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Property prices in Indonesia

Hello everyone,

Finding affordable housing in Indonesia is number one priority for newcomers. Tell us more about the estate market in your district/city/region.

What are the most desired places to live? What are the most affordable ones? What is the average cost of a rented flat? And what is the average sale price for an appartment or a house? Could you tell us more about local real estate policies/procedures? What about property tax or residency tax in Indonesia?

What about you? Where do you live now? Is it a place you would recommend?

Thank you in advance for your clarifications.

Priscilla

Prices in Indonesia vary wildly from extremely cheap to stupidly expensive.

The first note should be foreigners are not able to legally buy land in Indonesia, but they can buy non-landed property such as in a block of flats.

Jakarta and surrounding areas are terrible, prices being for the rich only, and those prices are on the rise despite the economic slowdown that we're seeing at the moment.
There is some light at the end of the tunnel at the moment in so much as the banks have made lending much harder (Especially buy to let), meaning the builders are feeling the squeeze a little and SOME prices are going down. Of course, these prices are still crazy, just not quite as crazy.
Basically, the vast majority of Indonesians can't even think of buying property in or near Jakarta at the moment.
Small places have lower prices, meaning the locals can still buy them.
Small towns and villages still have 'normal' prices so the property market is fine. These 'normal' prices would be considered extremely cheap by most western expats.
Apart from the vast majority of expats in Indonesia being unable to legally buy, you really don;t want to at these inflated prices as you'll probably lose a lot of money if you do.
There is another issue. some of the newer places are really badly built and are suffering serious problems because of the poor quality materials used and the shoddy workmanship.
One other note, there is so much new property empty, ditching the home you bought is hard work, more so because estate agents up the price to what they think someone will be stupid enough to pay, not what it's worth.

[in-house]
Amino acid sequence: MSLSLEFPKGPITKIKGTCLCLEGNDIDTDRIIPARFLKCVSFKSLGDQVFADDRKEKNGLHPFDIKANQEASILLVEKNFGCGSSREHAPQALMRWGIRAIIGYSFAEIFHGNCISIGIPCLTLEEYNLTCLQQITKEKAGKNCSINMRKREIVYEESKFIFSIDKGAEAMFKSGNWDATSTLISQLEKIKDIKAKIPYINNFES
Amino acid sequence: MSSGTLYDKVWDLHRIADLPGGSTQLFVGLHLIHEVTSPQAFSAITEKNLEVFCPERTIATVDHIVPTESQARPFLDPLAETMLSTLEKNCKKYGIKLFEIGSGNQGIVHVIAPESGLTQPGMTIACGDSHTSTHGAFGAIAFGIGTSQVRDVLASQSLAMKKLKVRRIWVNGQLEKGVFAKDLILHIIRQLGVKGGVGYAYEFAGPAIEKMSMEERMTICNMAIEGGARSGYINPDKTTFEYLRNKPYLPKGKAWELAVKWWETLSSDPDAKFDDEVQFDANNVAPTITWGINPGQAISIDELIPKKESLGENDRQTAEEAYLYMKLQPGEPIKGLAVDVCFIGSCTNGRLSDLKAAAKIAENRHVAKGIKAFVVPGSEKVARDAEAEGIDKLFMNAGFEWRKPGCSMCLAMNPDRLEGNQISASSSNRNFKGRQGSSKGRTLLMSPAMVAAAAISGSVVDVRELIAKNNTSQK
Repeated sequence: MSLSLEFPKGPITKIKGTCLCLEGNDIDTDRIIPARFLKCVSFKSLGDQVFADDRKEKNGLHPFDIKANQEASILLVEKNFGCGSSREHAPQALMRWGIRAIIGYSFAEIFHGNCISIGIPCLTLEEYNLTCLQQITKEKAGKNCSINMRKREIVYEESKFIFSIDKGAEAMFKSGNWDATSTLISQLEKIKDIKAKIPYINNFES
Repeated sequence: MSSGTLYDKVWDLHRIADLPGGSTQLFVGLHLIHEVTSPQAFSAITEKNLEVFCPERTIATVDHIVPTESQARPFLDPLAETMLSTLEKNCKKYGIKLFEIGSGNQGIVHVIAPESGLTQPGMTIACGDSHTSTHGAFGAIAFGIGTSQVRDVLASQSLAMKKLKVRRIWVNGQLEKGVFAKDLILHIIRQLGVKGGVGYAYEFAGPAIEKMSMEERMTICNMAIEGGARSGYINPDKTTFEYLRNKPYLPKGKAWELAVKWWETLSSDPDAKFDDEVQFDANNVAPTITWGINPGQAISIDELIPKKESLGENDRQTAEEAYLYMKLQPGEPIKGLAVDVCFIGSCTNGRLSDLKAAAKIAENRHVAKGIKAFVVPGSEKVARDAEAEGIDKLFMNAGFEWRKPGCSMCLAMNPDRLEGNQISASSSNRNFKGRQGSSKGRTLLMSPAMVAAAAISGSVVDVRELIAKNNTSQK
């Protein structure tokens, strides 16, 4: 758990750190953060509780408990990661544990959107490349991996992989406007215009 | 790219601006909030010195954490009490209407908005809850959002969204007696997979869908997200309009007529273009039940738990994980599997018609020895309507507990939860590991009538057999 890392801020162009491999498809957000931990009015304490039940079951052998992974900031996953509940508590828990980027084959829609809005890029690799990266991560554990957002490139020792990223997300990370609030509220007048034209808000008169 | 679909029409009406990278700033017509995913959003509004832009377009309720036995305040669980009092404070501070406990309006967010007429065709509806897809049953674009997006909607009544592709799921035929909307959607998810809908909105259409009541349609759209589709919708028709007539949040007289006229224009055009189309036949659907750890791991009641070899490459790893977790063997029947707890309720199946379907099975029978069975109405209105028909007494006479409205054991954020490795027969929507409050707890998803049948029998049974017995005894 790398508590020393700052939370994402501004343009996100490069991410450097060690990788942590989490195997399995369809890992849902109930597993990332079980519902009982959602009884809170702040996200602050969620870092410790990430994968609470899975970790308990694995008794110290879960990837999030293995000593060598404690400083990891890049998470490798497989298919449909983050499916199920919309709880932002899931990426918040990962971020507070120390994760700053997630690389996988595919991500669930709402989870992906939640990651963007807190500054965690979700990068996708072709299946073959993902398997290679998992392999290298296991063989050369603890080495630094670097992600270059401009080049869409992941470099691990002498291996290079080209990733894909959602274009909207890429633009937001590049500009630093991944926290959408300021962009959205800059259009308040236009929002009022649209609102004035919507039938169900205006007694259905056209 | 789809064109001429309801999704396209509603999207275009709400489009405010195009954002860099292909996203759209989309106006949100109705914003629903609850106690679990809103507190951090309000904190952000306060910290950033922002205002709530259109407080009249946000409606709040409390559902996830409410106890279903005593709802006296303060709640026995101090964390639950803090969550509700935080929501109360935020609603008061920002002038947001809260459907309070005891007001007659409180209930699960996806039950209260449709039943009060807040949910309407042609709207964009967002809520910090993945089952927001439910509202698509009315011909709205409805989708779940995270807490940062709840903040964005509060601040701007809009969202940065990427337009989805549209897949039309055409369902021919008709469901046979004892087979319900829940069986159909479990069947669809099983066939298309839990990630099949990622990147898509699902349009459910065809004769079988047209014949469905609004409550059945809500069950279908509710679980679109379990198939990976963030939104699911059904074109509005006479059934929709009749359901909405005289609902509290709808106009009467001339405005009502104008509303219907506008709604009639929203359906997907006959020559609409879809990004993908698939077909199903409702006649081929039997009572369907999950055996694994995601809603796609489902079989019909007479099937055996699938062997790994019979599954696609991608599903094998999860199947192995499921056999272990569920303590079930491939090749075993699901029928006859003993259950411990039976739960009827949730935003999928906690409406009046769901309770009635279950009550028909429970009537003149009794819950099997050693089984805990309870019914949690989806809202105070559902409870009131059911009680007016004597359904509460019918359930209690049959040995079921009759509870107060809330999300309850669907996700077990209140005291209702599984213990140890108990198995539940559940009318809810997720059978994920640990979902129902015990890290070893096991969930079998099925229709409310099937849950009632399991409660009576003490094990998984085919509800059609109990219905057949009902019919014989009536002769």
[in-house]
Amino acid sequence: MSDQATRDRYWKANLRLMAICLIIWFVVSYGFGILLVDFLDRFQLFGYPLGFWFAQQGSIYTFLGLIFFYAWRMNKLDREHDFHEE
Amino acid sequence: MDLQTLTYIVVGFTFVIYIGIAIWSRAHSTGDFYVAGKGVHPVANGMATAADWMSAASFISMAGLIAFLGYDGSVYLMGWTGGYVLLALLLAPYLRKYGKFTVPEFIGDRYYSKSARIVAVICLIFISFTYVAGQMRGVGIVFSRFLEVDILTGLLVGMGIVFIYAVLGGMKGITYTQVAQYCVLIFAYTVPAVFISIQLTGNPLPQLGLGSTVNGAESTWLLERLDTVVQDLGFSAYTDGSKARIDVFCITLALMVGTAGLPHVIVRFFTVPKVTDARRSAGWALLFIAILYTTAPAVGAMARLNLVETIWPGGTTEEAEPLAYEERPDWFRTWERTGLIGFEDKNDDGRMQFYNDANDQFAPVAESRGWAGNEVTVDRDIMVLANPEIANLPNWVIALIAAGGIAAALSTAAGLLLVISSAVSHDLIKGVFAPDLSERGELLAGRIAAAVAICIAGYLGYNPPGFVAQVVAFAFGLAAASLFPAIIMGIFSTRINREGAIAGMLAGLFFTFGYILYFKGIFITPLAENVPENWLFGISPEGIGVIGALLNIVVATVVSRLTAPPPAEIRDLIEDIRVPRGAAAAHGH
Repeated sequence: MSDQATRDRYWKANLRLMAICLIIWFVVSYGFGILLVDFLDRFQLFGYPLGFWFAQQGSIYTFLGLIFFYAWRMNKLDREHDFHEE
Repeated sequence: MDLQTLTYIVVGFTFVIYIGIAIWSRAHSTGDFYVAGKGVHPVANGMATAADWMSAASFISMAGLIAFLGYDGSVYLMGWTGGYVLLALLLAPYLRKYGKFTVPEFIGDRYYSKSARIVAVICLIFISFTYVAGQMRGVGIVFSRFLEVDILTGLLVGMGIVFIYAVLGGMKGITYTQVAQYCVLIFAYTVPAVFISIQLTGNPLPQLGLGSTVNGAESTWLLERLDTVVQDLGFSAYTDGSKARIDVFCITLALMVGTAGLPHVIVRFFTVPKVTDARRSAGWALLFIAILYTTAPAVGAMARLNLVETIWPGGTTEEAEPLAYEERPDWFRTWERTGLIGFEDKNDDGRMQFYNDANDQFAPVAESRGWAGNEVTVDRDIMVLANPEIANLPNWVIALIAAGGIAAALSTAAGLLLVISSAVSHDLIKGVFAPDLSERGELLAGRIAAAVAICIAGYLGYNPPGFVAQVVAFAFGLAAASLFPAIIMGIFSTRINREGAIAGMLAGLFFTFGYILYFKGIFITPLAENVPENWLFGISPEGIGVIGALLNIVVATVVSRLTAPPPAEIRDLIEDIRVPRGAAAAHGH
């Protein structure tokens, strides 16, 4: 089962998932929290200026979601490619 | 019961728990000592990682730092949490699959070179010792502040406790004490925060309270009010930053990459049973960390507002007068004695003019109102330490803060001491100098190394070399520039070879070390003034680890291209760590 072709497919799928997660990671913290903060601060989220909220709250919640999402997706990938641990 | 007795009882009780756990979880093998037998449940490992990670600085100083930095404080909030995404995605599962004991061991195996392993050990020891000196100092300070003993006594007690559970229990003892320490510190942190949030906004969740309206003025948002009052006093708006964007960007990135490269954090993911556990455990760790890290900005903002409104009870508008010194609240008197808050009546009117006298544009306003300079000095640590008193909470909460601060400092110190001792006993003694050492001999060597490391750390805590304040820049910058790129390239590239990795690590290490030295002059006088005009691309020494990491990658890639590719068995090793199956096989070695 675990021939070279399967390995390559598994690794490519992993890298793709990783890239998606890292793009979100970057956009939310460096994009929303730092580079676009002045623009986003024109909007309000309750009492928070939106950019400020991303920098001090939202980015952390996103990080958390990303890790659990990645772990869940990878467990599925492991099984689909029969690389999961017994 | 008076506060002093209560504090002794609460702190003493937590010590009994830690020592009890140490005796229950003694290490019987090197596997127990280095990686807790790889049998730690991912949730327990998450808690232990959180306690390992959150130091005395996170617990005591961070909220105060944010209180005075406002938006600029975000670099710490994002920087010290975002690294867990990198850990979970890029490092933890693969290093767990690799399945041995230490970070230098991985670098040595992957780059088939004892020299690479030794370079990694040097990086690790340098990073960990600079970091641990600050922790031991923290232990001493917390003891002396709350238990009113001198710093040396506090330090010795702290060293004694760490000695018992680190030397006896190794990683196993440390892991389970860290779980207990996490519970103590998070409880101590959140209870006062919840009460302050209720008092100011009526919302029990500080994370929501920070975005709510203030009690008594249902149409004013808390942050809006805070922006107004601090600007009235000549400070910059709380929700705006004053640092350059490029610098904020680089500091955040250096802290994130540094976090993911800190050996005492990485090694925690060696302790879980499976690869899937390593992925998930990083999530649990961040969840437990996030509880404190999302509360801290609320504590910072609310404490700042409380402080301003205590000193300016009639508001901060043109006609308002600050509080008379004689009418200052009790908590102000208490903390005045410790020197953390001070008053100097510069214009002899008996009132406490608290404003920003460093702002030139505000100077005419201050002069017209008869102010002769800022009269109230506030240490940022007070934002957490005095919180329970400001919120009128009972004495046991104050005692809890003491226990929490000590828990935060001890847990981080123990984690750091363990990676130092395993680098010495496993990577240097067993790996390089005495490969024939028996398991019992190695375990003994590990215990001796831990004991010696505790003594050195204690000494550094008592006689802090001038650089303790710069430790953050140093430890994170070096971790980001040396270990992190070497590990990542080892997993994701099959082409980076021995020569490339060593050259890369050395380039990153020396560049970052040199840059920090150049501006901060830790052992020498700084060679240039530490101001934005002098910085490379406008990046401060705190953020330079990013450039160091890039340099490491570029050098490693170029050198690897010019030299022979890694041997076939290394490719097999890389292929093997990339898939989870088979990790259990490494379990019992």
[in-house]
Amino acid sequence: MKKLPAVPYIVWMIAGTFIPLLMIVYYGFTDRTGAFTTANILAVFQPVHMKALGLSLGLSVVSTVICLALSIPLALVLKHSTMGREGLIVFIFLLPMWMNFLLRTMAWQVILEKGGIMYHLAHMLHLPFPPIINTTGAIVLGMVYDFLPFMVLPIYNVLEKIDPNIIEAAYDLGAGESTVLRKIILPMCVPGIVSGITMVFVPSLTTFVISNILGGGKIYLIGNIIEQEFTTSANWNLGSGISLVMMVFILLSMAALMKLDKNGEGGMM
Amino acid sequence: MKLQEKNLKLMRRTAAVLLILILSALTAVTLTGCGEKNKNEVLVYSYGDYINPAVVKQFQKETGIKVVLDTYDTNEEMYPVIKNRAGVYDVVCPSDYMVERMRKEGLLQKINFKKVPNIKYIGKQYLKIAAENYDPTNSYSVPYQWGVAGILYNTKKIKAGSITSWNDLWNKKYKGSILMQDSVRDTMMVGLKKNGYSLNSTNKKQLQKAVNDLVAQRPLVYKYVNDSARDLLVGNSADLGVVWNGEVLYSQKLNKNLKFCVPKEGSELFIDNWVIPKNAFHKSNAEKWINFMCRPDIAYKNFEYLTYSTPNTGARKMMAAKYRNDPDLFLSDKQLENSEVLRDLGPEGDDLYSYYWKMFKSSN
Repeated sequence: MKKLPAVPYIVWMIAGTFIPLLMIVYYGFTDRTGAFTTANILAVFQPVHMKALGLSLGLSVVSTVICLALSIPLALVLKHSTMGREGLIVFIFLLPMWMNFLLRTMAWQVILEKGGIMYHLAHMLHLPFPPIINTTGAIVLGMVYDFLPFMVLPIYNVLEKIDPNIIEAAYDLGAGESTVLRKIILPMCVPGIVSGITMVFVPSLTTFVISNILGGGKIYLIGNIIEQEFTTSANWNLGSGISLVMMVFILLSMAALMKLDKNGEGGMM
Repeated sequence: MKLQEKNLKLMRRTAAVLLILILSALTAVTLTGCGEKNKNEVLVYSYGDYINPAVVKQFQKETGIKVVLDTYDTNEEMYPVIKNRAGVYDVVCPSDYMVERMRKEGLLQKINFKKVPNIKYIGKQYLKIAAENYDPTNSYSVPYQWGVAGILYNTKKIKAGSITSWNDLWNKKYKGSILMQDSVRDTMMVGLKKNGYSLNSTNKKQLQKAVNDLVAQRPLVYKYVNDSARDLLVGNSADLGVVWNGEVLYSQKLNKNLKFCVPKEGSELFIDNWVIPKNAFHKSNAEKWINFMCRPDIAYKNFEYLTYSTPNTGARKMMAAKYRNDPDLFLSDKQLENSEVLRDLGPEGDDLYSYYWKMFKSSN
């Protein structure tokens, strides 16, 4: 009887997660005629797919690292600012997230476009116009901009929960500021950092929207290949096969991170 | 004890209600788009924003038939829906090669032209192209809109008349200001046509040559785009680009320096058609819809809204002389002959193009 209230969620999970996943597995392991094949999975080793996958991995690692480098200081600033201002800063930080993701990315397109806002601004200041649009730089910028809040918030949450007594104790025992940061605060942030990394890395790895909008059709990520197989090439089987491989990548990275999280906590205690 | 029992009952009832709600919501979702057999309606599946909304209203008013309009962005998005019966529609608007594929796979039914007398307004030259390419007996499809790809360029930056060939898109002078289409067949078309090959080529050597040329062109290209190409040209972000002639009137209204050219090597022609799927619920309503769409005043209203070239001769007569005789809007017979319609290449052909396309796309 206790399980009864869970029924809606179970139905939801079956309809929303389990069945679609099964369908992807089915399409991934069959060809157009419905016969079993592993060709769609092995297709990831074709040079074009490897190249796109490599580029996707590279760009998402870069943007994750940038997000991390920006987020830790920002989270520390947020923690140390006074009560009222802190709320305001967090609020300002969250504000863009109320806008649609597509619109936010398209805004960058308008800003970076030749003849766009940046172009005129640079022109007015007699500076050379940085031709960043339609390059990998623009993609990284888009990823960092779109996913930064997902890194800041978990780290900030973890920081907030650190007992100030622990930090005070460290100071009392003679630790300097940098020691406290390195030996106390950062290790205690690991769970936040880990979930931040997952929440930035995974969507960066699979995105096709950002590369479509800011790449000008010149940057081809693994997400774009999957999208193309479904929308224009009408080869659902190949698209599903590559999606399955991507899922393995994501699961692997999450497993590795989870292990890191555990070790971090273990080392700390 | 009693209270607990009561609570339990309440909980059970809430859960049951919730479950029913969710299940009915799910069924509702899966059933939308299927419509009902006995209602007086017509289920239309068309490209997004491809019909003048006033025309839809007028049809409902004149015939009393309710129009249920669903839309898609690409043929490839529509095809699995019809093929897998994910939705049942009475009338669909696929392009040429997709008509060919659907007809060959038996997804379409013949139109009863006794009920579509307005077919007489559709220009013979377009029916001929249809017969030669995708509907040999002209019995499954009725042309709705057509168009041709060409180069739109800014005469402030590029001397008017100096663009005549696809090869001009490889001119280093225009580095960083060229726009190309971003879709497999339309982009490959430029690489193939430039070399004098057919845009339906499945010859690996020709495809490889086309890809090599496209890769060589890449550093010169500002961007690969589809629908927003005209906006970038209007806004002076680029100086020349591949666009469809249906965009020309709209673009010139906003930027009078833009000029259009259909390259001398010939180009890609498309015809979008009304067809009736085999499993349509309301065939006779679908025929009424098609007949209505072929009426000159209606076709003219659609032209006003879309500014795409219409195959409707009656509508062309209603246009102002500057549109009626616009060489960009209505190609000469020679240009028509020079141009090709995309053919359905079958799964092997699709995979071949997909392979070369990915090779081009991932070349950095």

A fine example is the badly maintained house in front of mine. The owners want RP1.6 billion for a house that isn't very big but is in need of a new roof and new windows.
No hope at all, but it sits there empty, as it has sat there for three years, because someone has told the owners that's what it's worth.

As rental prices are more of a concern to expats here, they deserve a mention.
Outside Jakarta in popular expat places such as BSD and Bintaro you'll easily get a 2 or 3 bed house for between 20 and 30 million/year.
That's with security and some trimmings, sometimes including an estate swimming pool.
Jakarta rents are far higher, but small town rents start at Rp3 million/year and work up from there.

My rent is stupidly expensive and hopefully wont keep climbing. Housing in my area is limited and not very good and expensive with 30% or more deposits required if you need a new a place. It is really hard to move and there is no sign of this changing.

There is a slight hope now, but not yet in much of greater Jakarta.
Since the bank of Indonesia clamped down on buy to let loads, a lot of property companies are noticing a downturn, meaning prices in some areas are falling.
The low retail business figures are going to take their toll in a very short time as well.
Shops are closing down everywhere and the massive number of brand new empty shop houses must have hit the builders' profits.
My wife keeps after me to buy a place so she's been not very subtle about telling me how prices are falling in many places.
Jakarta will be last on the list.

Hi Fred thanks for the information it was very interesting reading  .As  I am thinking of buying a leasehold for 25 years at Canngu or nearby because I surf .  I am 55 years old so I will apply for a Kitas Visa I think . I was looking at places around the $200 thousand AUD price tag . I have seen a few beautiful villas , fully furnished and with pools . But I have noticed they have been on the market for a while and they have dropped there prices . Fred for $200 thousand AUD would I would be greedy negotiating a cheaper price ? As I am not sure about buying leaseholds in Bali and I don,t want to offend my potential future Landlord or owner of the land which the villa is built on . Thanks Geoff .